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Every year I piece together my our own reading curriculum for my kids. I like having the flexibility to choose books that I consider important. This 7th grade reading list is no exception.
This book list was created for my 7th grade daughter, but she reads well above a 7th grade level. This will likely be her last year of middle school language arts. Next year she will officially start high school level coursework in at least reading.
In past years I assigned each book to a particular month. I chose the order in which the reading list was completed. This year I am switching it up. 7th grade is a great time to start having a little educational independence, so Hannah will read the books in the order she chooses. I am hopeful that this will create more interest in the books as she is choosing to read them and I’m not placing a book in her school basket and telling her to read it.
My goal was to include a variety of books. A few classics, a little science fiction, two autobiographies, and a variety of time periods. I can not wait to start discussing these books with my daughter.
7th Grade Reading List
Prince and the Pauper by Mark Twain
This classic novel tells the tale of mistaken identity. Two boys, one rich and one poor, look very similar and decide to switch places. They realize that their assumptions about the other’s lifestyle are incorrect. The old saying “Never judge a book by it’s cover” rings true in this story. This is a lesson that has stood the test of time and can still be applied today.
I Am Malala: The Girl Who Stood Up for Education and Was Shot by the Taliban by Malala Yousafzai
This book showcases a phenomenal young woman. The drive for education, survival, and peaceful protest are all great examples for anyone to read, but the fact that this is the story of a girl, not much older than my daughter is amazing. Malala is a strong female role model.
The Witch of Blackbird Pond by Elizabeth George Speare
Sixteen year old Kit Tyler is forced to start life anew in Colonial Connecticut. She struggles to fit in and befriends a lady believed to be a witch. This historical fiction novel explores themes such as identity, the definition of home, religion, and judgement and justice. The search for ones true identity feels perfect for a middle schooler.
The Hobbit by J.R.R Tolkien
This modern classic is a book my husband suggested. The reader follows Bilbo Baggins, a hobbit, as he embarks on an adventurous quest. Science fiction is a great way to explore themes such as heroism and race. Sometimes deep topics are easier to dive into when they focus on a fictional character.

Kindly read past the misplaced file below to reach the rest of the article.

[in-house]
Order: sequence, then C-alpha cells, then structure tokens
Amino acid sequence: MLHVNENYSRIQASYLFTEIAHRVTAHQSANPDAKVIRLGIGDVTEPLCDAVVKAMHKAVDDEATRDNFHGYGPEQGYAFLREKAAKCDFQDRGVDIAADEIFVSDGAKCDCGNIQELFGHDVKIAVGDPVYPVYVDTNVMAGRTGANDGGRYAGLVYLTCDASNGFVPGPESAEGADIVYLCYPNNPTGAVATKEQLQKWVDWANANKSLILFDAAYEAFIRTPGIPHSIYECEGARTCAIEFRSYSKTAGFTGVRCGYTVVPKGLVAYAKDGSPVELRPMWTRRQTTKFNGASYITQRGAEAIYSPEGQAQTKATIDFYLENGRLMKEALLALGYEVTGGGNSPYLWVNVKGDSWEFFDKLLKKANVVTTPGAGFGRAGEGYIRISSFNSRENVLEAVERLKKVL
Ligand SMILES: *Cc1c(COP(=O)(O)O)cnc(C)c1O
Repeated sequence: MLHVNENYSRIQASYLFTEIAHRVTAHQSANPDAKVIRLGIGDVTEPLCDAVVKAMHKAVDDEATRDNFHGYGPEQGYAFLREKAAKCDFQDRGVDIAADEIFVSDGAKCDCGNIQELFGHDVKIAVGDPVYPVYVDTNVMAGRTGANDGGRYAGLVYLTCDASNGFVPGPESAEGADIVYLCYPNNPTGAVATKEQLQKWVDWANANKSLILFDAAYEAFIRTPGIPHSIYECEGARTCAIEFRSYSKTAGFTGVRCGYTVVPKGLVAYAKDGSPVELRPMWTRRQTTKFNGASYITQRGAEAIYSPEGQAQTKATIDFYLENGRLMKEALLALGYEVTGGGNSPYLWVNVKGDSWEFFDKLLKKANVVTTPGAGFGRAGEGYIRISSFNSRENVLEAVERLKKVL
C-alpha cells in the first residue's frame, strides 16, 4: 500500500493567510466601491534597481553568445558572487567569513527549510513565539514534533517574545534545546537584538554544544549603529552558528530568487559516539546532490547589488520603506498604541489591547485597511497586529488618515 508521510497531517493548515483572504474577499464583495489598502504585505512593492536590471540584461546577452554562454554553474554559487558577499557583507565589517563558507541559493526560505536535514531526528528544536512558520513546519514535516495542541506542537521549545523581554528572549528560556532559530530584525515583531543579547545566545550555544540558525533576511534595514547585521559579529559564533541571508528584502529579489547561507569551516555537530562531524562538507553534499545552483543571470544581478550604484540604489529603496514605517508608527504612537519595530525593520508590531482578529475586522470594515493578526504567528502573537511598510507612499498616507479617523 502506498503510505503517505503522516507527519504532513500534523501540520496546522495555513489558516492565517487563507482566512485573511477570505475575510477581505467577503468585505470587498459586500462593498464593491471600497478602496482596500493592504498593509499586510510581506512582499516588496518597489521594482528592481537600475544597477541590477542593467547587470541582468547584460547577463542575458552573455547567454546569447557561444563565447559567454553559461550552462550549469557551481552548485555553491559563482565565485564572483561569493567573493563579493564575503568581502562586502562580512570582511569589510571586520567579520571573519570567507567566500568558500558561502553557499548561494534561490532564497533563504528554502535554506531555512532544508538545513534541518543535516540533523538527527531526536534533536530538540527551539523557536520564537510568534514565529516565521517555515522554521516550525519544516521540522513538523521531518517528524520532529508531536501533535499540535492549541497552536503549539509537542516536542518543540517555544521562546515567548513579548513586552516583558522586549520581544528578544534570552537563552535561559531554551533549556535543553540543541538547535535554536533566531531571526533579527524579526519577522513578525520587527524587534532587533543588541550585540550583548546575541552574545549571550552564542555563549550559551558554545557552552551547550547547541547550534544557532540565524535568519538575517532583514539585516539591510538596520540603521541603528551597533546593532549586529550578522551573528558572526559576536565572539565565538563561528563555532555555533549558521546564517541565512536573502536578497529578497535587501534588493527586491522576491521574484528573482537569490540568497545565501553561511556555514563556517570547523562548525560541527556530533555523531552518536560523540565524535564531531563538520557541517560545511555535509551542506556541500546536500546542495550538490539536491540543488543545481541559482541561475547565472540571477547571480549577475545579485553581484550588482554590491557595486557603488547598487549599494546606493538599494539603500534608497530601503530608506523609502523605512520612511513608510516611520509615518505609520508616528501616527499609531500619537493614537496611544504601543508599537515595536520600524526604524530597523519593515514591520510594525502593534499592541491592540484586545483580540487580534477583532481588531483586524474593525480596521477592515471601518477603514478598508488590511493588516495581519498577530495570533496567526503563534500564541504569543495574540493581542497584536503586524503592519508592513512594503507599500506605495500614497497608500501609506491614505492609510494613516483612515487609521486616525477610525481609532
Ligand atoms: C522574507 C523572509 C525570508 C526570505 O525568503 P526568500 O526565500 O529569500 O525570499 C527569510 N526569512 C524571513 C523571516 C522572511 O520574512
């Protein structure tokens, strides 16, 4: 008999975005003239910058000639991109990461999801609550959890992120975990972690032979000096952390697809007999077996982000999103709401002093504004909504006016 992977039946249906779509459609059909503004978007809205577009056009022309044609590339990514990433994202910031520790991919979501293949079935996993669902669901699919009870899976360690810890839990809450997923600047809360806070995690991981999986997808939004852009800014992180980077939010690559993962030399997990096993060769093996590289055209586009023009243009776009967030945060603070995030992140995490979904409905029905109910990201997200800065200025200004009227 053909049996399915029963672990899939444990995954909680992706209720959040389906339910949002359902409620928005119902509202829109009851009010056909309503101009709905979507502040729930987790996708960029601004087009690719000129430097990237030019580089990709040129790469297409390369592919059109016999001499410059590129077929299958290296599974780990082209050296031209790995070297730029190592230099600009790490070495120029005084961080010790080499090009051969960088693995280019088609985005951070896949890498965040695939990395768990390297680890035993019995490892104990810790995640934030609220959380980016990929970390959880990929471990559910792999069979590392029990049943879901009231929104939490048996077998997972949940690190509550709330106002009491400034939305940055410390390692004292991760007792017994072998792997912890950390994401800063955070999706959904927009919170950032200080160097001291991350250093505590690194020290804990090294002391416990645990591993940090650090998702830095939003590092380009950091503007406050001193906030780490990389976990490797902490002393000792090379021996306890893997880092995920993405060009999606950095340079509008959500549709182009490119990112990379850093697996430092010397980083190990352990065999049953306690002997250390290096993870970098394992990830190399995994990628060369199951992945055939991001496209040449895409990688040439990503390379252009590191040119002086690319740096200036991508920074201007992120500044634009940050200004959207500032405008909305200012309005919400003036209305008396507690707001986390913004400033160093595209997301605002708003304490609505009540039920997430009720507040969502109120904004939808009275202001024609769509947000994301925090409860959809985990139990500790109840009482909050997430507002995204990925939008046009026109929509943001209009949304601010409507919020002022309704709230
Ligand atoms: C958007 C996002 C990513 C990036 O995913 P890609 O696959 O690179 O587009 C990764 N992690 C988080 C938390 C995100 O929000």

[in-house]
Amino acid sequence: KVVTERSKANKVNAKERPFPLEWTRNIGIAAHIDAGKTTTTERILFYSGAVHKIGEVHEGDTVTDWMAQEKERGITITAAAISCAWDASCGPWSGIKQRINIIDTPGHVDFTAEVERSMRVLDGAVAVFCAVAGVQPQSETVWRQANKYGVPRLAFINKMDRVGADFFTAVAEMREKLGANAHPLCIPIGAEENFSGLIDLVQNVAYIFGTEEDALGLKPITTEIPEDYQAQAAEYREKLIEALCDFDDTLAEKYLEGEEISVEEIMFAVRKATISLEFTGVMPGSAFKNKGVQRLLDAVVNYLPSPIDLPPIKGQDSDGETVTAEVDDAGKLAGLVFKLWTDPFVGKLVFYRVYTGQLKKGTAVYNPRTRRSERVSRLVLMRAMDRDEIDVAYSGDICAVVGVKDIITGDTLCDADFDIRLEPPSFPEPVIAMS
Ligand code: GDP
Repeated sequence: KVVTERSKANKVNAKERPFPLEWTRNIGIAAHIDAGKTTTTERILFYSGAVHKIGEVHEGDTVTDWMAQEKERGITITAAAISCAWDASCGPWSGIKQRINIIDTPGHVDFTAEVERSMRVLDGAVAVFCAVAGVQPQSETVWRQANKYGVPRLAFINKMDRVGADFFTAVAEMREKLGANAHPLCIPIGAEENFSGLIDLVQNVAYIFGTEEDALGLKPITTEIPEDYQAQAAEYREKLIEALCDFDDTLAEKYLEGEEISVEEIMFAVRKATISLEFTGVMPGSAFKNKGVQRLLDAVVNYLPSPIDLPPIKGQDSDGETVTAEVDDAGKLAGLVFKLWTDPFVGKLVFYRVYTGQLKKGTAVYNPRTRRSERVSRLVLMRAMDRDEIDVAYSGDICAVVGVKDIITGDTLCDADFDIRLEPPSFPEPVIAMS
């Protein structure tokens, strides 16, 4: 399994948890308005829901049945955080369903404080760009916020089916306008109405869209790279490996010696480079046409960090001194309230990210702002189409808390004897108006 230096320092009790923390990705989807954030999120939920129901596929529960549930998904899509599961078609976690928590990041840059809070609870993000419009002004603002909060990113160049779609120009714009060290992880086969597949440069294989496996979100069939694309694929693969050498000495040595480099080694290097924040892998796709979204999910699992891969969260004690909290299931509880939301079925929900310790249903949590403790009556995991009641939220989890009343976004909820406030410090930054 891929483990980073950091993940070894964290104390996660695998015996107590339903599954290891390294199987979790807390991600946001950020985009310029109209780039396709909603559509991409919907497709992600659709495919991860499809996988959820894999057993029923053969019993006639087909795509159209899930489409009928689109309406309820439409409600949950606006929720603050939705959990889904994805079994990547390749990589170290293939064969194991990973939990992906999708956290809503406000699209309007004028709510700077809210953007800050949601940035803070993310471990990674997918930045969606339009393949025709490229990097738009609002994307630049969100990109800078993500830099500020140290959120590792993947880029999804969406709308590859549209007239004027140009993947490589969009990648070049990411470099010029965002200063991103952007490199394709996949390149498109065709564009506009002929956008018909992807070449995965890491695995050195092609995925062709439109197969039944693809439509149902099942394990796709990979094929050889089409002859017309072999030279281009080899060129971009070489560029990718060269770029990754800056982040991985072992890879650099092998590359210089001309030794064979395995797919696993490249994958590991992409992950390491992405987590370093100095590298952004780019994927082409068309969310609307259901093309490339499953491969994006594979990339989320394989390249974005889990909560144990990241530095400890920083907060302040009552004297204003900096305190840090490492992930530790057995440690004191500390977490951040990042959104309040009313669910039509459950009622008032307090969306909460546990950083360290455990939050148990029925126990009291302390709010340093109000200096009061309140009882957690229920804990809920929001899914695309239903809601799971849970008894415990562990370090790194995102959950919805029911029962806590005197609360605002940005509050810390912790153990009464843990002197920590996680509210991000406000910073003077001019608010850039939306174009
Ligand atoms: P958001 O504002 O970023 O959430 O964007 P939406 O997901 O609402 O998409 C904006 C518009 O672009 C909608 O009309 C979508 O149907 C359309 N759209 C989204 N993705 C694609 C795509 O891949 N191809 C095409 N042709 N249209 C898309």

I Will Always Write Back: How One Letter Changed Two Lives by Caitlin Alifirenka and Martin Ganda
In this bestseller, two middle school students, one in America and one in Zimbabwe, become pen pals. They remain close friends sharing their lives through letters. This story gently opens ones eyes to injustice in the world and sparks the desire to help those less fortunate. It also explores the true definition of friendship.
Sticks and Stones by Abby Cooper
Elyse was born with an unusual affliction. Words that people think of to describe Elyse show up on her arms and legs. This isn’t a problem for her until middle school when people start to think of her harshly. Words like ‘loser’ and ‘pathetic’ start showing up on her body. This book illustrates the importance of being kind and choosing words carefully.
Trapped by Michael Northrup
Trapped is the young adult thriller that tells the tale of 7 high school students that are snowed in at school. A major snowstorm has cut off the power and the roof threatens to collapse. Will they be rescued in time? I chose this book to explore ideas of safety and survival.
Farenheit 451 by Ray Bradbury
This is another book chosen by my husband. I consider this a classic dystopian novel. Hannah loves books so I think she will be instantly hooked to read about a world where it is illegal to own books. The book contains themes such as censorship, ignorance, and true knowledge.
Anne Frank: The Diary of a Young Girl by Anne Frank
This tragic biography is something I think every single person should read. This young girl had to literally hide for her life. We will explore topics such as freedom, loneliness, and war.
I can not wait to get started on this 7th grade reading list with my daughter.
Have you read any of these books?
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